Hume, The Causal Principle, and Kemp Smith

Hume, The Causal Principle, and Kemp Smith When we say of a proposition that it is possible, we sometimes mean no more than that it is logically possible, that is, consistent with itself. A proposition can be possible in For a stronger senses than this, but not in any weaker one. sense of "p is possible" that did not entail "p is self-consistent, "would have to be a sense of "p is possible" which was consistent with "p is self-inconsistent" that there can be no such sense as that. And it is obvious One of the stronger senses in which a proposition can be possible is this: consistent (with itself and in addition) (I mean by an observationwith every observation-statement. statement, a proposition which, if it were true, could in principle be discovered by experience to be true.) If a proposition ? is contingent, contradictory) not-p is contingent too; tent with itself. (that is, neither necessarily true ??t necessarily false), then its negation (its and since contingent, not necessarily false; and since not necessarily false, consisSo, given any contingent propositions, its which are possible in the falsity is among those propositions first and weak sense mentioned above. If a proposition ? is not only contingent http://www.deepdyve.com/assets/images/DeepDyve-Logo-lg.png Hume Studies Hume Society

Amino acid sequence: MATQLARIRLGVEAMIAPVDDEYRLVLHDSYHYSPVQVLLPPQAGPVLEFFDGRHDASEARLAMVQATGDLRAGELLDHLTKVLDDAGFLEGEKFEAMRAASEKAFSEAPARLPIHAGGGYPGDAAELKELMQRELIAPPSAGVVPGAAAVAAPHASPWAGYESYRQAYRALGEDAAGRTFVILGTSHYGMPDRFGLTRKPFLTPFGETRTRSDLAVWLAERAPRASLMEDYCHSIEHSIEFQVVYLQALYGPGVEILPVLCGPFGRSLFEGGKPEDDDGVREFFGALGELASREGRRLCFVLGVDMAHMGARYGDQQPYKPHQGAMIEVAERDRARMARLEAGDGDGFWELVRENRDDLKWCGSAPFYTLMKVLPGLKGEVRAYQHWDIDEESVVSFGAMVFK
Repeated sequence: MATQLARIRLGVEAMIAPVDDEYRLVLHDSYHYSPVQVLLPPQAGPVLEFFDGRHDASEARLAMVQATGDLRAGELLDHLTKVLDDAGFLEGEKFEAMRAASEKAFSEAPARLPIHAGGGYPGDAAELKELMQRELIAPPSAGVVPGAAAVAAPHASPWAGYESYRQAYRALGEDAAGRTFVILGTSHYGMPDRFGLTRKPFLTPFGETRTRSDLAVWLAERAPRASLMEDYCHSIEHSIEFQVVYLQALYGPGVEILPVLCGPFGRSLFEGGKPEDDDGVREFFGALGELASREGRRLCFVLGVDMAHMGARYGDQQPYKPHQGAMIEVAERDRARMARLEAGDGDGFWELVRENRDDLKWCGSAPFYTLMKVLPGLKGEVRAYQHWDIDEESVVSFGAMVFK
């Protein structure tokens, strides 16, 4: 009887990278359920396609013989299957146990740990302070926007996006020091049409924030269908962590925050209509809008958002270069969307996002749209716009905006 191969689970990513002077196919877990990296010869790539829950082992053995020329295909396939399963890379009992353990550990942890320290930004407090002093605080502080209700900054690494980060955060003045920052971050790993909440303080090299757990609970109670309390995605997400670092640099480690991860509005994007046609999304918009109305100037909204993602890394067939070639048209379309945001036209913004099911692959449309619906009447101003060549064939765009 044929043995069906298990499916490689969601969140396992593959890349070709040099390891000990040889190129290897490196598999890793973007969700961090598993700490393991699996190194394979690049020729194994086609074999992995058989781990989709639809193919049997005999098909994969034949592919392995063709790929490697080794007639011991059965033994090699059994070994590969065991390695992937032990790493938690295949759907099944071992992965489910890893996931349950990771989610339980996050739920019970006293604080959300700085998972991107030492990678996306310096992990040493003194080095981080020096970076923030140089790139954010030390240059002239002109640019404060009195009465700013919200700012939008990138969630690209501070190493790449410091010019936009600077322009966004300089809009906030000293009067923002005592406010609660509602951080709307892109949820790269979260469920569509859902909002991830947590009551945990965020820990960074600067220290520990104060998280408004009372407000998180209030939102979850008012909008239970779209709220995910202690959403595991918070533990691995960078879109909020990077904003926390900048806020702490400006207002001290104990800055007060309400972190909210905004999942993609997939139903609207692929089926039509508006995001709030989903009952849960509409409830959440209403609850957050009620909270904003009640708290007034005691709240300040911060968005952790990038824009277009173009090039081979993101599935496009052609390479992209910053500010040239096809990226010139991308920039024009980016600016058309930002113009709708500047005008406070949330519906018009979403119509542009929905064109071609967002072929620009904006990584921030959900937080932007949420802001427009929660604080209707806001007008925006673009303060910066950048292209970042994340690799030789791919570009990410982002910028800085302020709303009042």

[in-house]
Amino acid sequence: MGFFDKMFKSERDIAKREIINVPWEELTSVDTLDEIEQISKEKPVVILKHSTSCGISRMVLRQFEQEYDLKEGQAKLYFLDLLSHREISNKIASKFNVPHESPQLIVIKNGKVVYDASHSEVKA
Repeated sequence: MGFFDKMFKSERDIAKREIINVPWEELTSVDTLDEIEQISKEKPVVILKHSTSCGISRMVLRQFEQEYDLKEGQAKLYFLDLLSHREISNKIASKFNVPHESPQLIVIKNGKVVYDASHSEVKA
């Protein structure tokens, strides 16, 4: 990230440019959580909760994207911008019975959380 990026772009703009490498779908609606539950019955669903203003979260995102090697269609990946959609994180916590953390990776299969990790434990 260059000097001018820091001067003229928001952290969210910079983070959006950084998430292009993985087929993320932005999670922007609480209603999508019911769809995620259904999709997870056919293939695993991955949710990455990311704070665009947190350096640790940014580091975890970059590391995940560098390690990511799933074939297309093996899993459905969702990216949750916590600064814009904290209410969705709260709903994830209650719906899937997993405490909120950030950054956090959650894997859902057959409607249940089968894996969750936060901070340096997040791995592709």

Hume, The Causal Principle, and Kemp Smith

Hume Studies, Volume 1 (1) – Jan 26, 1975

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Publisher
Hume Society
Copyright
Copyright © Hume Society
ISSN
1947-9921
Publisher site
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Abstract

When we say of a proposition that it is possible, we sometimes mean no more than that it is logically possible, that is, consistent with itself. A proposition can be possible in For a stronger senses than this, but not in any weaker one. sense of "p is possible" that did not entail "p is self-consistent, "would have to be a sense of "p is possible" which was consistent with "p is self-inconsistent" that there can be no such sense as that. And it is obvious One of the stronger senses in which a proposition can be possible is this: consistent (with itself and in addition) (I mean by an observationwith every observation-statement. statement, a proposition which, if it were true, could in principle be discovered by experience to be true.) If a proposition ? is contingent, contradictory) not-p is contingent too; tent with itself. (that is, neither necessarily true ??t necessarily false), then its negation (its and since contingent, not necessarily false; and since not necessarily false, consisSo, given any contingent propositions, its which are possible in the falsity is among those propositions first and weak sense mentioned above. If a proposition ? is not only contingent

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Hume StudiesHume Society

Published: Jan 26, 1975

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